New images taken by the Atacama Pathfinder Experiment (APEX) telescope show extraordinary beautiful clouds of the Carina Nebula, are where stars are born.
The photos show massive stars being born and the dust clouds of the Carina Nebula, which is located about 7,500 light-years away in the constellation of Carina. It is currently one of the brightest constellations in the night sky.
Stars found within the nebula are often the equivalent of 25,000 suns, while Carina’s total mass of gas and dust clouds is about 140,000 suns. The 150 light-year-wide object contains dense fields of hydrogen gas and dust that, when they collapse, spawn extremely large, bright and short-lived stars. The stars eventually burn out after millions of years, causing supernovas.
That said, only a fraction of the gas in the Carina Nebula is in sufficiently dense clouds to collapse and form new stars in the immediate future. Not all of the gas in the nebula will actually form stars, meaning only about 10 percent of this gas seen in the nebula is dense enough to start the star birth process.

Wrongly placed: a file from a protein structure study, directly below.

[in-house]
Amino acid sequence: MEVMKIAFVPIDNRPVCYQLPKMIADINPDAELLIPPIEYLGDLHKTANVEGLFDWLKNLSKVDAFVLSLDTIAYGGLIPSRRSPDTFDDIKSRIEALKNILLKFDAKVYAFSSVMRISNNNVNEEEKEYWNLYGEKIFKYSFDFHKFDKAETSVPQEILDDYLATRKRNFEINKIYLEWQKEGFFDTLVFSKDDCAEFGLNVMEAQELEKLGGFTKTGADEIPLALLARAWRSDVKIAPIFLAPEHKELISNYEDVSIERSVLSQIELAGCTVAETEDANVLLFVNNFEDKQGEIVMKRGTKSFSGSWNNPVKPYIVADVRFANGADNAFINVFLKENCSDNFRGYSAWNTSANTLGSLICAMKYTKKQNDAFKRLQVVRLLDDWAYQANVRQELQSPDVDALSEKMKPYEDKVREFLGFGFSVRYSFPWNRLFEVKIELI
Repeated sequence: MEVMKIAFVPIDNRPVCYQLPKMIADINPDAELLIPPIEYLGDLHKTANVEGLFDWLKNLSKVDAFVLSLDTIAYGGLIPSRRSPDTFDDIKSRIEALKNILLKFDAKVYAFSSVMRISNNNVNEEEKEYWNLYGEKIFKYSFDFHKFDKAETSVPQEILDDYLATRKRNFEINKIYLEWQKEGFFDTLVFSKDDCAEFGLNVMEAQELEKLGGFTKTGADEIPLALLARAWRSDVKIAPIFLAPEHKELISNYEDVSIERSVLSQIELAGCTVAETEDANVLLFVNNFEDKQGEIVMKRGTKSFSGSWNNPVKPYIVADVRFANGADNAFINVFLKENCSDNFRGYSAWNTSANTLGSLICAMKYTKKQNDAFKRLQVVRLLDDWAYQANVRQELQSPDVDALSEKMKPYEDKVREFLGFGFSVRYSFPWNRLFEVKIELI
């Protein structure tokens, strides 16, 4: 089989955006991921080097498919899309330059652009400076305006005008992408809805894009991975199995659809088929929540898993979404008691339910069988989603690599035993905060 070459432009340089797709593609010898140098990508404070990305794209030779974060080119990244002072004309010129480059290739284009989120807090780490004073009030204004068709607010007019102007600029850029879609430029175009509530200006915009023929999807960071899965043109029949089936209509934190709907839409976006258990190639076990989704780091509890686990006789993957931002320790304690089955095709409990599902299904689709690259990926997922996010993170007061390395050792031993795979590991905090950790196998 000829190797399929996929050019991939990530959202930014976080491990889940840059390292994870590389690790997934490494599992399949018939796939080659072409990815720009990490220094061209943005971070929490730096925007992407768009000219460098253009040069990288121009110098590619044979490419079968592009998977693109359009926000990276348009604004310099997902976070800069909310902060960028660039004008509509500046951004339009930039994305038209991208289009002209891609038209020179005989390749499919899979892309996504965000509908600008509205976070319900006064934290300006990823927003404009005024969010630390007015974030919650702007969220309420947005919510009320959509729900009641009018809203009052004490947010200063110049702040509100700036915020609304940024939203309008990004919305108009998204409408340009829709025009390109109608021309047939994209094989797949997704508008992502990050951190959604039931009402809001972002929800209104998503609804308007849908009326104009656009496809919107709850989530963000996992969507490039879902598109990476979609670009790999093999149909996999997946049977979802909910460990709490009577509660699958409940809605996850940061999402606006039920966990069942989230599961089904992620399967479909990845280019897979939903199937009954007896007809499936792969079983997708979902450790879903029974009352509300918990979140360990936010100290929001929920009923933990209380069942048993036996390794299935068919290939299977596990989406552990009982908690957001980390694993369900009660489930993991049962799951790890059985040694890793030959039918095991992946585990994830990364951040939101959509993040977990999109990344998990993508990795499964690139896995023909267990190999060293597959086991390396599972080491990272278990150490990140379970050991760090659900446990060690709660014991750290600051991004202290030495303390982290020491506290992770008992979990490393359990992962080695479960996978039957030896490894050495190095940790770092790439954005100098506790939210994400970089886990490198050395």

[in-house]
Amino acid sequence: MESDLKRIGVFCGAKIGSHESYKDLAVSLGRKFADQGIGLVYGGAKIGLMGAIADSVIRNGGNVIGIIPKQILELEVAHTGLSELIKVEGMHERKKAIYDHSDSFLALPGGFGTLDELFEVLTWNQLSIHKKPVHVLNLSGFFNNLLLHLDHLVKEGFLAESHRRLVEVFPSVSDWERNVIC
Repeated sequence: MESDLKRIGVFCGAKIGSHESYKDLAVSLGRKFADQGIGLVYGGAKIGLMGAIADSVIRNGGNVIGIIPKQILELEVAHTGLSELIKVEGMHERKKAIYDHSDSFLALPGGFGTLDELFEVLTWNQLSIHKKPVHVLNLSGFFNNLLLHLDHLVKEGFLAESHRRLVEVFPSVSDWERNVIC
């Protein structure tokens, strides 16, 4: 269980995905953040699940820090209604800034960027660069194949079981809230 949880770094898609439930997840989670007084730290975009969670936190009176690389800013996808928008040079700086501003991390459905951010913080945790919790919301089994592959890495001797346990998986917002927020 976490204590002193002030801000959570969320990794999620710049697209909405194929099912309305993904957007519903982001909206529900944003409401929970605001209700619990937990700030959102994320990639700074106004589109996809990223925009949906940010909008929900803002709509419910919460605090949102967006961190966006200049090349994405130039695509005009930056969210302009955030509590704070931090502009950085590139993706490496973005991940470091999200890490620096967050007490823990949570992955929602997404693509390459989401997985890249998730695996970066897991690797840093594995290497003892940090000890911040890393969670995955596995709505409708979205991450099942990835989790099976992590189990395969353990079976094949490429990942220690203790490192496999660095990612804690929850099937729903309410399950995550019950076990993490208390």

The new images reveals the clouds of dust and molecular gas from which new stars may form. Since the grains of dust are very cold, the faint light they emit can only be seen at submillimeter wavelengths.
The nebula is one of the largest diffuse nebulae in our skies. Although it is some four times as large and even brighter than the famous Orion Nebula, the Carina Nebula is much less well known, due to its location far in the Southern Hemisphere.
The team of astronomers capturing the images was led by Thomas Preibisch, from the University Observatory Munich in Germany.